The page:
Misawa Air Force and Navy officers and their wives, clockwise from left: Natalie Bilger, Debie Radloff, Tami Rosado, Maria Sison, Karen Weckhorst and Millie Sarinas.

Misawa Air Force and Navy officers and their wives, clockwise from left: Natalie Bilger, Debie Radloff, Tami Rosado, Maria Sison, Karen Weckhorst and Millie Sarinas. (Jennifer Svan / S&S)

MISAWA AIR BASE, Japan — Two months into her husband’s first assignment, Barbara Max is learning that despite coming from an Air Force family, she still has much to learn about military life.

“A lot of the stuff, like the acronyms, I have no clue,” she said.

Is a shirt and first sergeant the same thing? And what does “smart casual” mean?

That’s what Heartlink is for.

Max and 13 other wives of airmen, sailors and civilians at Misawa attended the six-hour orientation class Friday at the Tohoku Enlisted Club, where they brushed up on military jargon, protocol and etiquette and learned what base services are available to help with an array of needs, from financial to legal.

“It’s to let them know how the military works; otherwise it can seem overwhelming and confusing,” said Rochelle Phelps, a family advocacy outreach manager.

Heartlink at Misawa is part of the Air Force’s integrated delivery system. The first class was held in January 2003 and is offered every four months to spouses of servicemembers, civilians and contractors new to the military way of life, organizers said.

“Part of it is just understanding how the military functions,” said Anne Turnbull, Family Support Center community readiness technician. “When you have active-duty folks working 12- and 14-hour shifts, understanding the mission of the military and what drives that mission … it’s generally much easier for them to be flexible with the hours the spouse spends away from home.”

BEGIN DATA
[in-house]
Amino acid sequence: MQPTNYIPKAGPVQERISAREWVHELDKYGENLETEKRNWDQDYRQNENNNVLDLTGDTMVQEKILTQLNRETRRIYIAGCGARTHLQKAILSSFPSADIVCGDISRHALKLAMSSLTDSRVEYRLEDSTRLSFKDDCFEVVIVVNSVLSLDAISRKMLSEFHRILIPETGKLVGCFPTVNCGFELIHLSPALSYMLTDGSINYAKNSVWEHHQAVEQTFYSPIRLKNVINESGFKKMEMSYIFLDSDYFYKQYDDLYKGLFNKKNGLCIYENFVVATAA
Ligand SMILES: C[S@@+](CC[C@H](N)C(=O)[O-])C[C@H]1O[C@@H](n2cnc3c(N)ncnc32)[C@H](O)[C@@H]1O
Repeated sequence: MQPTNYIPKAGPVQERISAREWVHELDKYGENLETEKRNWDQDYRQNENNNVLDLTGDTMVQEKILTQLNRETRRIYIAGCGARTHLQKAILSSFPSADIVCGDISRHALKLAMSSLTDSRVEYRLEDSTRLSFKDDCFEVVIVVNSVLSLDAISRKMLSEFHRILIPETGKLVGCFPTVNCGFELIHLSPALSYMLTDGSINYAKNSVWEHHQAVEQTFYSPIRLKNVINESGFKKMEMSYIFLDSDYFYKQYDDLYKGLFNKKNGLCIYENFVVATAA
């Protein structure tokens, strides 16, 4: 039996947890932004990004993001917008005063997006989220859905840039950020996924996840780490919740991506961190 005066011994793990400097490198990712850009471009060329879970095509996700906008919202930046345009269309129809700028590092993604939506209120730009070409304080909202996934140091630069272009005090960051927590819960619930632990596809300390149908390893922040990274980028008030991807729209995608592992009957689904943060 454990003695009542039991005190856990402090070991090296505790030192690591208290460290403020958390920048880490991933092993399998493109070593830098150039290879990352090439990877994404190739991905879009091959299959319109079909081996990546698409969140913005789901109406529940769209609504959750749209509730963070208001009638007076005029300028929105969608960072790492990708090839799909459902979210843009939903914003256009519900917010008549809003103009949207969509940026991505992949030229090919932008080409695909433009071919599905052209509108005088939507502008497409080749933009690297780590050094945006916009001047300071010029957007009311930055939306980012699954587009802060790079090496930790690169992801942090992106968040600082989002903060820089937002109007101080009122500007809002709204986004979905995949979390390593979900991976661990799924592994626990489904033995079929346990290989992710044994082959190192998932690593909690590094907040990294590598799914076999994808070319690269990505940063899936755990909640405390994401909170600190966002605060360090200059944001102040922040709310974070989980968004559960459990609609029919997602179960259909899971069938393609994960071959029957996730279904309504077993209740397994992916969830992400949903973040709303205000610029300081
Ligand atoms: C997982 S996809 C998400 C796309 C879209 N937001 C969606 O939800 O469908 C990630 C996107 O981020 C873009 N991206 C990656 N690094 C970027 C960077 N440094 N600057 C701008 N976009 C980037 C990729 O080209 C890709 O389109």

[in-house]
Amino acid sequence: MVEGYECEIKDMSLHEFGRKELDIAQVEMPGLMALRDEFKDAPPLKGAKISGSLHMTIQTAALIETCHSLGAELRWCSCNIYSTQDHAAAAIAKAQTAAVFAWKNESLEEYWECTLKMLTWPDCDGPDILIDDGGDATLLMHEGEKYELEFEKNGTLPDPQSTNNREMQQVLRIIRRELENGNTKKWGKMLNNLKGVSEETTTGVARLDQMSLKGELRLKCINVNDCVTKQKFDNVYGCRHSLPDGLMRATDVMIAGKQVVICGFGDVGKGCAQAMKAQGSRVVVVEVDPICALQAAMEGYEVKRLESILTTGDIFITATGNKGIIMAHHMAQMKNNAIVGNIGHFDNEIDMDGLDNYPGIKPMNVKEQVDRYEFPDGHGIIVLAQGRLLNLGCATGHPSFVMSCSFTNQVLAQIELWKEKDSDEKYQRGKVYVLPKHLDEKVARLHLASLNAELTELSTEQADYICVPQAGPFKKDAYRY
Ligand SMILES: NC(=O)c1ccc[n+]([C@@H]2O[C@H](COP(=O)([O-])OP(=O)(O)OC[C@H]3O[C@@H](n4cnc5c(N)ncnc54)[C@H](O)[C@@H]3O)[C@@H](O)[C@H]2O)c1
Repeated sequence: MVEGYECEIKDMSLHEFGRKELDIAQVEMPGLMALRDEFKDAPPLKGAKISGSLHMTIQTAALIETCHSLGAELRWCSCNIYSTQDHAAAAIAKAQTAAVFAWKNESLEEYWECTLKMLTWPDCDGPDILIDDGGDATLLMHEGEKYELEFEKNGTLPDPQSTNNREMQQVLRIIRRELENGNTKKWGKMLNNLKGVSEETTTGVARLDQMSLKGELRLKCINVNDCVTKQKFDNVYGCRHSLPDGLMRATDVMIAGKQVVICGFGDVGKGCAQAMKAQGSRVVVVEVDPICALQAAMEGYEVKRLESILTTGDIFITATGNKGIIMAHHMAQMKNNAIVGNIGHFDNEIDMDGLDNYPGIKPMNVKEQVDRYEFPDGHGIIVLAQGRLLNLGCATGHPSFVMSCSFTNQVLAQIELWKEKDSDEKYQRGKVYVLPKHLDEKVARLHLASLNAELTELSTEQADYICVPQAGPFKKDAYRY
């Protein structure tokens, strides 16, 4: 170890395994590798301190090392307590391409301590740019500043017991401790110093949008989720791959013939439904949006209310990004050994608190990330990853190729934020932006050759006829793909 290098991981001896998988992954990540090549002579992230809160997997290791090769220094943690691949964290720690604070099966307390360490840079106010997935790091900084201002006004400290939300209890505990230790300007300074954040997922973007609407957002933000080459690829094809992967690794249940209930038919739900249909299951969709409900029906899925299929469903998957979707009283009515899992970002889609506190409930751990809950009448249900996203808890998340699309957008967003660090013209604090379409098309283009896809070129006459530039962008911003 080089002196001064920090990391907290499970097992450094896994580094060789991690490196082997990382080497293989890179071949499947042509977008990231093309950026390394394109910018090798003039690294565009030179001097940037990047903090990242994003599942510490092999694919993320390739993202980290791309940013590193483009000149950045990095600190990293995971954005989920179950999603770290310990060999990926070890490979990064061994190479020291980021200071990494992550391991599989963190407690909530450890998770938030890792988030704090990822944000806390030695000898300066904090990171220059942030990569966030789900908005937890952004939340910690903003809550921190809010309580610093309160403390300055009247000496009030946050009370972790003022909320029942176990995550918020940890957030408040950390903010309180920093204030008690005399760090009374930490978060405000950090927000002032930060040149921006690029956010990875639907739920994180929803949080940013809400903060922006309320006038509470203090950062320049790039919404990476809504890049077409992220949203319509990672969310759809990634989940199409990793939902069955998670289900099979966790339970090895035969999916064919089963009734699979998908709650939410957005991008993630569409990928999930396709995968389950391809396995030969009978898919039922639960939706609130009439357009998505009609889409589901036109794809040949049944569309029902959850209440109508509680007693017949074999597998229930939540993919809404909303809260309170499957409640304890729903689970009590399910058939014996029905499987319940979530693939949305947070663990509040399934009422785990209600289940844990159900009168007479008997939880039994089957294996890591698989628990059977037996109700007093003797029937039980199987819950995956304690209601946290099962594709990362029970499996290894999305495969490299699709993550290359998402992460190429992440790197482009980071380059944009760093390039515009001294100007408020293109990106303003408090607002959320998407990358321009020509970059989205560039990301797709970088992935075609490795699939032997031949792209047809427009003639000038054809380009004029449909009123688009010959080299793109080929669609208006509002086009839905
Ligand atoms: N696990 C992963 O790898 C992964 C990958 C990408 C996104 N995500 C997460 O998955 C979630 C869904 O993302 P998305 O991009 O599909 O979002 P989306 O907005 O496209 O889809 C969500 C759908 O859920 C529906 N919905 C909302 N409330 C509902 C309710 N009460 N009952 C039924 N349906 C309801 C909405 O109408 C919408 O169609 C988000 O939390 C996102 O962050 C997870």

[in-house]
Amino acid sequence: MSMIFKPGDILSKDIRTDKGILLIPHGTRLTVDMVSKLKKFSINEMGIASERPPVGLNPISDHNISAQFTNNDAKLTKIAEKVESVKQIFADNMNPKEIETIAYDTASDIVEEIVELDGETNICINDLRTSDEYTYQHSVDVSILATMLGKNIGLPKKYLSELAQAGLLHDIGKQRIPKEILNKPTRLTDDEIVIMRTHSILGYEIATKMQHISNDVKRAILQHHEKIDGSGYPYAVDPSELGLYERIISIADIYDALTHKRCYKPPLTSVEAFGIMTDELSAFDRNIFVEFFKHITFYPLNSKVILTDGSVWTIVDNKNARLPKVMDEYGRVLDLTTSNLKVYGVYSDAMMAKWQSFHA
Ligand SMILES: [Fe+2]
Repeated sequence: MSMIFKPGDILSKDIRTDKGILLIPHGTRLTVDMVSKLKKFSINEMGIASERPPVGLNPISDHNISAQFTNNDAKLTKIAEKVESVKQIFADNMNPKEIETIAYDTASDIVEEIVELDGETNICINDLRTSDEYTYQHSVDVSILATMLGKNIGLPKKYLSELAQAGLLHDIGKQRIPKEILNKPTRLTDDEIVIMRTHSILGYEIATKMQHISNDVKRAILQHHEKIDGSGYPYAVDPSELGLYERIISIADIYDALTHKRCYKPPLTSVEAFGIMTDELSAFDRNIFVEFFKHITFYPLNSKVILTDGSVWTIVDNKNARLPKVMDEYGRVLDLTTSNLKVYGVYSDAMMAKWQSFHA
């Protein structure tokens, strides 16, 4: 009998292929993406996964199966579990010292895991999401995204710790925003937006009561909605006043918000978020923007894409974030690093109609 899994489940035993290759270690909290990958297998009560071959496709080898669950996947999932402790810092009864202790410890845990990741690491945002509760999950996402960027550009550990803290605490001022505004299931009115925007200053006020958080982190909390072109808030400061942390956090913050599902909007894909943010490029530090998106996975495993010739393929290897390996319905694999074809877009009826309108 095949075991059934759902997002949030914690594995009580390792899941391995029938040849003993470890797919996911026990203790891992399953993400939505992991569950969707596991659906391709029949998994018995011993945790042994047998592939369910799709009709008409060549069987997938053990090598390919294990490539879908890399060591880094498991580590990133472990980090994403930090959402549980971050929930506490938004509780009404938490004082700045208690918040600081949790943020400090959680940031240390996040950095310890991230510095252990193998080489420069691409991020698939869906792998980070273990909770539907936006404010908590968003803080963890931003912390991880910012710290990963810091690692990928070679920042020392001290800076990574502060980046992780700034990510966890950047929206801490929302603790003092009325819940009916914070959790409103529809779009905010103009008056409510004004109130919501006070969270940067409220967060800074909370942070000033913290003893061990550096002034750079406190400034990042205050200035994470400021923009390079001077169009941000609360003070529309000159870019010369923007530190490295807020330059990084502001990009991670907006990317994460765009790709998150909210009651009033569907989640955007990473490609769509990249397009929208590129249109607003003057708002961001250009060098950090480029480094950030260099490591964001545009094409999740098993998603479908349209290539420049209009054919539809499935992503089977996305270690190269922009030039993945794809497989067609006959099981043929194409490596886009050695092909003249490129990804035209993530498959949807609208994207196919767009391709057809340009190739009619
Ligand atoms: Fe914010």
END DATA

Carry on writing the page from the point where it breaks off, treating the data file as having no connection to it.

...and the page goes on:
Among the speakers Friday was Col. Don Weckhorst, 35th Fighter Wing vice commander.

“You probably know this, but it’s not an 8-hour job,” he told the wives. In today’s Air Force, “it takes everyone to do this job.”

The spouses also reviewed how to prepare for a Noncombatant Evacuation Order and how to decipher a military leave and earnings statement. But the best guidance may have come from seasoned military spouses.

Several officers and their wives joined the Heartlink class for lunch, including Karen Weckhorst, and Debie Radloff, wife of Misawa Naval Air Facility commander Capt. Wayne Radloff, who also stopped by.

Karen Weckhorst’s advice to young, military spouses: “They’re a lot stronger than they think and they can do it.”

To that, Debi Radloff added: “Don’t be afraid to ask your neighbor for help. … You’ll be surprised how helpful people can be.”

Natalie Bilger said she felt fortunate that her husband, Senior Airman Joseph Bilger, had yet to deploy five years into his Air Force career. When Bilger noted that she hadn’t seen her family in more than a year, Weckhorst said: “You’ll find, too, that the military, they can become your family.”

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Jennifer reports on the U.S. military from Kaiserslautern, Germany, where she writes about the Air Force, Army and DODEA schools. She’s had previous assignments for Stars and Stripes in Japan, reporting from Yokota and Misawa air bases. Before Stripes, she worked for daily newspapers in Wyoming and Colorado. She’s a graduate of the College of William and Mary in Virginia.

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